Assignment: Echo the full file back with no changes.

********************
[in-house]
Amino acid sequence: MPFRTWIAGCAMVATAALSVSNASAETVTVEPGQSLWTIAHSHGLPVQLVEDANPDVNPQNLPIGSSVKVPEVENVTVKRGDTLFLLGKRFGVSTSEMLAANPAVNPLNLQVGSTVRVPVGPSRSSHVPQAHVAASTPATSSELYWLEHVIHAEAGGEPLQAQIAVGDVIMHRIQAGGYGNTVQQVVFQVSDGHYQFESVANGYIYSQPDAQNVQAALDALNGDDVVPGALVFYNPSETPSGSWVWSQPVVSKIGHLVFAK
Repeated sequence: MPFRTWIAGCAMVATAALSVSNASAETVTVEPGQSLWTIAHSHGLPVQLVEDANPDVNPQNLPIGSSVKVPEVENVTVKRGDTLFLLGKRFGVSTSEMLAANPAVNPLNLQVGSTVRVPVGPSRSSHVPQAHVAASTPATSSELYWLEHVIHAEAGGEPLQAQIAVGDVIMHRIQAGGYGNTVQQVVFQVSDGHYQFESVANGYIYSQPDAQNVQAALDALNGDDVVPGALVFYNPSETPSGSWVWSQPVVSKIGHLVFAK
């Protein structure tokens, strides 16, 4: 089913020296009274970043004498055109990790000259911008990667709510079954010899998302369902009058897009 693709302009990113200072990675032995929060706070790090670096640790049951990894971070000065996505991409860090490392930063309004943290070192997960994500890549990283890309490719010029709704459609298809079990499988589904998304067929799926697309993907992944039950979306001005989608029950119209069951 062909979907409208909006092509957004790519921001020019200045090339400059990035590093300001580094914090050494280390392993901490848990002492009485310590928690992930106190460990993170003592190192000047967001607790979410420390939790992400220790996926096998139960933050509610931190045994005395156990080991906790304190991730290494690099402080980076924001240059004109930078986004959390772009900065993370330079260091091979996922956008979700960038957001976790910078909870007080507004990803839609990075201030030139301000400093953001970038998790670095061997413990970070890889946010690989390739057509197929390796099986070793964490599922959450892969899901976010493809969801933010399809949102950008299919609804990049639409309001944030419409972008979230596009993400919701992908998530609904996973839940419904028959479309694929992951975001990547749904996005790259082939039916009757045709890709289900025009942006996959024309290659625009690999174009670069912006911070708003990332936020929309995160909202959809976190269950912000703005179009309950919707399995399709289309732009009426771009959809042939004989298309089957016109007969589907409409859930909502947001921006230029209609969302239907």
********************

[in-house]
Amino acid sequence: MPFRTWIAGCAMVATAALSVSNASAETVTVEPGQSLWTIAHSHGLPVQLVEDANPDVNPQNLPIGSSVKVPEVENVTVKRGDTLFLLGKRFGVSTSEMLAANPAVNPLNLQVGSTVRVPVGPSRSSHVPQAHVAASTPATSSELYWLEHVIHAEAGGEPLQAQIAVGDVIMHRIQAGGYGNTVQQVVFQVSDGHYQFESVANGYIYSQPDAQNVQAALDALNGDDVVPGALVFYNPSETPSGSWVWSQPVVSKIGHLVFAK
Repeated sequence: MPFRTWIAGCAMVATAALSVSNASAETVTVEPGQSLWTIAHSHGLPVQLVEDANPDVNPQNLPIGSSVKVPEVENVTVKRGDTLFLLGKRFGVSTSEMLAANPAVNPLNLQVGSTVRVPVGPSRSSHVPQAHVAASTPATSSELYWLEHVIHAEAGGEPLQAQIAVGDVIMHRIQAGGYGNTVQQVVFQVSDGHYQFESVANGYIYSQPDAQNVQAALDALNGDDVVPGALVFYNPSETPSGSWVWSQPVVSKIGHLVFAK
């Protein structure tokens, strides 16, 4: 089913020296009274970043004498055109990790000259911008990667709510079954010899998302369902009058897009 693709302009990113200072990675032995929060706070790090670096640790049951990894971070000065996505991409860090490392930063309004943290070192997960994500890549990283890309490719010029709704459609298809079990499988589904998304067929799926697309993907992944039950979306001005989608029950119209069951 062909979907409208909006092509957004790519921001020019200045090339400059990035590093300001580094914090050494280390392993901490848990002492009485310590928690992930106190460990993170003592190192000047967001607790979410420390939790992400220790996926096998139960933050509610931190045994005395156990080991906790304190991730290494690099402080980076924001240059004109930078986004959390772009900065993370330079260091091979996922956008979700960038957001976790910078909870007080507004990803839609990075201030030139301000400093953001970038998790670095061997413990970070890889946010690989390739057509197929390796099986070793964490599922959450892969899901976010493809969801933010399809949102950008299919609804990049639409309001944030419409972008979230596009993400919701992908998530609904996973839940419904028959479309694929992951975001990547749904996005790259082939039916009757045709890709289900025009942006996959024309290659625009690999174009670069912006911070708003990332936020929309995160909202959809976190269950912000703005179009309950919707399995399709289309732009009426771009959809042939004989298309089957016109007969589907409409859930909502947001921006230029209609969302239907």